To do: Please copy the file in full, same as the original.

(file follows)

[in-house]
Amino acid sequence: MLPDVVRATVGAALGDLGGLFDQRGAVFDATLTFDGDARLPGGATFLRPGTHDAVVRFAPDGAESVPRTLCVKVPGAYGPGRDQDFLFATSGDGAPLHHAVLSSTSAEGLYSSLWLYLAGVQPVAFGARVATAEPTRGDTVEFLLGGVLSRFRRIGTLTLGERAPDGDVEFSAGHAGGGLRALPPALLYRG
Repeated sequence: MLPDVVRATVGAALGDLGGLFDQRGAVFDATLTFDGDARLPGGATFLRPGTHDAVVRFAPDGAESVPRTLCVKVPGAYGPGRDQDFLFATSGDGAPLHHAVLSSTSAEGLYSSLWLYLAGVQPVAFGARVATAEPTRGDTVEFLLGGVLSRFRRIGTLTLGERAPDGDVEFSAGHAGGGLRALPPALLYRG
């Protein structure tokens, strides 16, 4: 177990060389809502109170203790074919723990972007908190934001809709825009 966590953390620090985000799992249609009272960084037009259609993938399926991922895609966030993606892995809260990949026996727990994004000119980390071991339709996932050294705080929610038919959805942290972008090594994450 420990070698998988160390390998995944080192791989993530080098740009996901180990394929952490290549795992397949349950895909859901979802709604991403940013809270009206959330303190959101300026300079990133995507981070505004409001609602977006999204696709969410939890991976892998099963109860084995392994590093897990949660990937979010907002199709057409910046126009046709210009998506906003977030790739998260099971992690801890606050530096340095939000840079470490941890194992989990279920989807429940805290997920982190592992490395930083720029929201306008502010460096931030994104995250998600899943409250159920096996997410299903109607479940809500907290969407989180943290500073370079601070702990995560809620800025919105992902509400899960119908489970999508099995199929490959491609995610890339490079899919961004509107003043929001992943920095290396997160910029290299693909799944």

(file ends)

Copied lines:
[in-house]
Amino acid sequence: MLPDVVRATVGAALGDLGGLFDQRGAVFDATLTFDGDARLPGGATFLRPGTHDAVVRFAPDGAESVPRTLCVKVPGAYGPGRDQDFLFATSGDGAPLHHAVLSSTSAEGLYSSLWLYLAGVQPVAFGARVATAEPTRGDTVEFLLGGVLSRFRRIGTLTLGERAPDGDVEFSAGHAGGGLRALPPALLYRG
Repeated sequence: MLPDVVRATVGAALGDLGGLFDQRGAVFDATLTFDGDARLPGGATFLRPGTHDAVVRFAPDGAESVPRTLCVKVPGAYGPGRDQDFLFATSGDGAPLHHAVLSSTSAEGLYSSLWLYLAGVQPVAFGARVATAEPTRGDTVEFLLGGVLSRFRRIGTLTLGERAPDGDVEFSAGHAGGGLRALPPALLYRG
């Protein structure tokens, strides 16, 4: 177990060389809502109170203790074919723990972007908190934001809709825009 966590953390620090985000799992249609009272960084037009259609993938399926991922895609966030993606892995809260990949026996727990994004000119980390071991339709996932050294705080929610038919959805942290972008090594994450 420990070698998988160390390998995944080192791989993530080098740009996901180990394929952490290549795992397949349950895909859901979802709604991403940013809270009206959330303190959101300026300079990133995507981070505004409001609602977006999204696709969410939890991976892998099963109860084995392994590093897990949660990937979010907002199709057409910046126009046709210009998506906003977030790739998260099971992690801890606050530096340095939000840079470490941890194992989990279920989807429940805290997920982190592992490395930083720029929201306008502010460096931030994104995250998600899943409250159920096996997410299903109607479940809500907290969407989180943290500073370079601070702990995560809620800025919105992902509400899960119908489970999508099995199929490959491609995610890339490079899919961004509107003043929001992943920095290396997160910029290299693909799944």